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Senate considers product safety laws

  The U.S. Senate recently adopted legislation, though watered down, that would improve product safety for American families.

     On March 7, the Senate adoped a bill that would improved product safety in the U.S.  It will go to conference committee where it is likely to be watered down further by conferees weighing the bill against a more modest U.S. House bill and the  White House's desire to do nothing.  No similar action has been taken in 20 years, and the Consumer Product Safety Commission has been reduce to a shadow of its previous size.  Through neglect and efforts to "starve the government beast" the CPSC now has a staff of only 400 (about1/2 the size of the agency in the 1980s).  Fifteen inspectors monitor all imports of consumer products (estimated currently at 614 billion dollars)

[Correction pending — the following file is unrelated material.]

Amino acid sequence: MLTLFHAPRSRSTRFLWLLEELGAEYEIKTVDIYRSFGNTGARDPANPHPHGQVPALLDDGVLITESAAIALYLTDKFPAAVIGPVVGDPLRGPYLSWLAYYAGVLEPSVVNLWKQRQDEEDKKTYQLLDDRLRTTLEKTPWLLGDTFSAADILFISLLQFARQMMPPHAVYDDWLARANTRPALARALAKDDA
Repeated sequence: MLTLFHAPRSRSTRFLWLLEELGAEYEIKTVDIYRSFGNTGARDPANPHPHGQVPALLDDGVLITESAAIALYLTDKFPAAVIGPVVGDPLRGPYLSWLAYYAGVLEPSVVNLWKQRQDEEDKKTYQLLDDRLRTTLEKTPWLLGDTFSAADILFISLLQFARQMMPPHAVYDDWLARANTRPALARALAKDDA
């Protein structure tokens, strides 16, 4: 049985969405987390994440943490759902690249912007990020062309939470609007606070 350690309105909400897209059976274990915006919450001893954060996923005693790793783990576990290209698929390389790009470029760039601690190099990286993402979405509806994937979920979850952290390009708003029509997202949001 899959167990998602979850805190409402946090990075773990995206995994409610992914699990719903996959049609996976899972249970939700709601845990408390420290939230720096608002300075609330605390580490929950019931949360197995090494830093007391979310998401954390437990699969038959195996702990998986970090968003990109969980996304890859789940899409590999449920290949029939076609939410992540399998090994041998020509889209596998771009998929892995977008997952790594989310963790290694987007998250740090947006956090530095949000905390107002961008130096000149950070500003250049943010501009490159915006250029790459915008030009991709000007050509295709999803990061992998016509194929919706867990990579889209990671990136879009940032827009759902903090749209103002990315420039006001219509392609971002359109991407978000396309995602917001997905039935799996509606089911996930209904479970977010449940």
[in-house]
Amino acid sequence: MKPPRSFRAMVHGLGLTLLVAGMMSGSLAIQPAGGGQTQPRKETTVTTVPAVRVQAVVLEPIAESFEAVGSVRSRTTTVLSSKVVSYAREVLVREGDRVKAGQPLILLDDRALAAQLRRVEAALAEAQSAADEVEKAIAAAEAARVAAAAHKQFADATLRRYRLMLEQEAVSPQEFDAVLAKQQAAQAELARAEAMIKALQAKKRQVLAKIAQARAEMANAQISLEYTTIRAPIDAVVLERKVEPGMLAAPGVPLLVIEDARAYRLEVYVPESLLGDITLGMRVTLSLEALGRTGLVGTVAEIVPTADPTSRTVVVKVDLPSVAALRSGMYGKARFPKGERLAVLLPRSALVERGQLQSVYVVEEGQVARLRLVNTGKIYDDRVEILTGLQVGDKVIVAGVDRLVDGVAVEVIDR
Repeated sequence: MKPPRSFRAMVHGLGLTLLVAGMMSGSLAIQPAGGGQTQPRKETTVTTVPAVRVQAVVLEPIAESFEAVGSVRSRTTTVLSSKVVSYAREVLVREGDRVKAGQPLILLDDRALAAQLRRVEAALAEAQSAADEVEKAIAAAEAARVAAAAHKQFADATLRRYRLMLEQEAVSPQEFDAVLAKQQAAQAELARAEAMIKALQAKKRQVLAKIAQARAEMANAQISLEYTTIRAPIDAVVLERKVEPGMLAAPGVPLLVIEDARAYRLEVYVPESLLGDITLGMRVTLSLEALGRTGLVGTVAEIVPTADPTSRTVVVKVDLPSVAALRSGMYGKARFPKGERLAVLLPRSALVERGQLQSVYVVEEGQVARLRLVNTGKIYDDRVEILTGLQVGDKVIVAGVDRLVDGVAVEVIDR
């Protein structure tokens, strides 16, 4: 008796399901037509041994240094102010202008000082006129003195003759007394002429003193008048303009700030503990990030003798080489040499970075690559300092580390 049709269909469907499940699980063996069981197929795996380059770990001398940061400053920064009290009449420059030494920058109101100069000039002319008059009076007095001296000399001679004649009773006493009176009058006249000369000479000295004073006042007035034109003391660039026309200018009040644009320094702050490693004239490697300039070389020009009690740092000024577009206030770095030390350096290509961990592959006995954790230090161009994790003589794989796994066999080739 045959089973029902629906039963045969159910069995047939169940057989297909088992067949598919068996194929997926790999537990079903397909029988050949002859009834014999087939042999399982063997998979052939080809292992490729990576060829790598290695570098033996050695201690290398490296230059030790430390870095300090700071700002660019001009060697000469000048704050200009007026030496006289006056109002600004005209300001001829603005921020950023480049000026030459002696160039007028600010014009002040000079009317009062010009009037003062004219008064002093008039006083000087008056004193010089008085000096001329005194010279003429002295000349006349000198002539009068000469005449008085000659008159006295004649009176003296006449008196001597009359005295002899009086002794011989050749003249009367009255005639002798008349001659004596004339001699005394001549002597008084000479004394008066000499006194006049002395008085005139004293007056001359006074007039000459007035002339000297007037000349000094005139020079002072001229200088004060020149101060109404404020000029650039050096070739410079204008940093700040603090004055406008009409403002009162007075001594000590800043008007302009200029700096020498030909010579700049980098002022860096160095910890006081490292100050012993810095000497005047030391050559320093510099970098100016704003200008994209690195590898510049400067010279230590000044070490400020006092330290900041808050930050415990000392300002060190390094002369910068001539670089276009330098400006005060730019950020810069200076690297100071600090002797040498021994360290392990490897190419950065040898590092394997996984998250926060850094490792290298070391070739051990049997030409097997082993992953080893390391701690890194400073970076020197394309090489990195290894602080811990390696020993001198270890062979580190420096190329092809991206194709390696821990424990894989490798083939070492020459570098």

The versions of reform passed by both houses would improve the funding of the CPSC at least marginally, and would also allow it to adopt regulations that would, for example, reduce the amount of lead in toys.  The Senate bill calls for additional reforms, including a national data base for complaints, so that consumers could better protect themselves.  The White House objects to all manner of provisions in the bills, including the inclusion of "whistleblower" protection for employees who report safety problems, and the assignment of an enforcement  role to state prosecutors.   Proponents of the legislation point to the fact that we now import a majority of consumer products and virtually ally childrens' toys; we cannot possibly inspect or regulate most of the foreign producers, and 29 million toys were recalled in 2007 alone:  and studies show that most recalls are effective to remove only a small percentage of the product from the market.

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